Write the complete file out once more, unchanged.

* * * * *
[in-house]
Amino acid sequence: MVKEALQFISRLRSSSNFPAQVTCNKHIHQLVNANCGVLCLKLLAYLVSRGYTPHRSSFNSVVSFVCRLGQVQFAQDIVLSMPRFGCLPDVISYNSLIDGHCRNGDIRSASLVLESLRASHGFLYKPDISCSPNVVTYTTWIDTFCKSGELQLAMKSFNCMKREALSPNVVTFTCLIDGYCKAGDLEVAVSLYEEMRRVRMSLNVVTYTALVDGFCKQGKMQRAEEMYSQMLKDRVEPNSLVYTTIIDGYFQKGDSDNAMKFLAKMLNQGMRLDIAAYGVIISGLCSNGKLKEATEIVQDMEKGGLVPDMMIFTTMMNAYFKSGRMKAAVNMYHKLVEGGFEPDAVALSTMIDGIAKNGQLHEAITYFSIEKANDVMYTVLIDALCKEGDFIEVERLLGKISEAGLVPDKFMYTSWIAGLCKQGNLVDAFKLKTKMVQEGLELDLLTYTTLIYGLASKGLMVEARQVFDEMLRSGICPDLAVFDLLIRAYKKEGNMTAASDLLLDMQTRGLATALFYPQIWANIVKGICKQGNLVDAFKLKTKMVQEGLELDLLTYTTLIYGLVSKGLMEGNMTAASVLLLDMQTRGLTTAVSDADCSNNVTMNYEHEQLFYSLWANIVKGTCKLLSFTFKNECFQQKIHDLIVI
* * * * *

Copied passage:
[in-house]
Amino acid sequence: MVKEALQFISRLRSSSNFPAQVTCNKHIHQLVNANCGVLCLKLLAYLVSRGYTPHRSSFNSVVSFVCRLGQVQFAQDIVLSMPRFGCLPDVISYNSLIDGHCRNGDIRSASLVLESLRASHGFLYKPDISCSPNVVTYTTWIDTFCKSGELQLAMKSFNCMKREALSPNVVTFTCLIDGYCKAGDLEVAVSLYEEMRRVRMSLNVVTYTALVDGFCKQGKMQRAEEMYSQMLKDRVEPNSLVYTTIIDGYFQKGDSDNAMKFLAKMLNQGMRLDIAAYGVIISGLCSNGKLKEATEIVQDMEKGGLVPDMMIFTTMMNAYFKSGRMKAAVNMYHKLVEGGFEPDAVALSTMIDGIAKNGQLHEAITYFSIEKANDVMYTVLIDALCKEGDFIEVERLLGKISEAGLVPDKFMYTSWIAGLCKQGNLVDAFKLKTKMVQEGLELDLLTYTTLIYGLASKGLMVEARQVFDEMLRSGICPDLAVFDLLIRAYKKEGNMTAASDLLLDMQTRGLATALFYPQIWANIVKGICKQGNLVDAFKLKTKMVQEGLELDLLTYTTLIYGLVSKGLMEGNMTAASVLLLDMQTRGLTTAVSDADCSNNVTMNYEHEQLFYSLWANIVKGTCKLLSFTFKNECFQQKIHDLIVI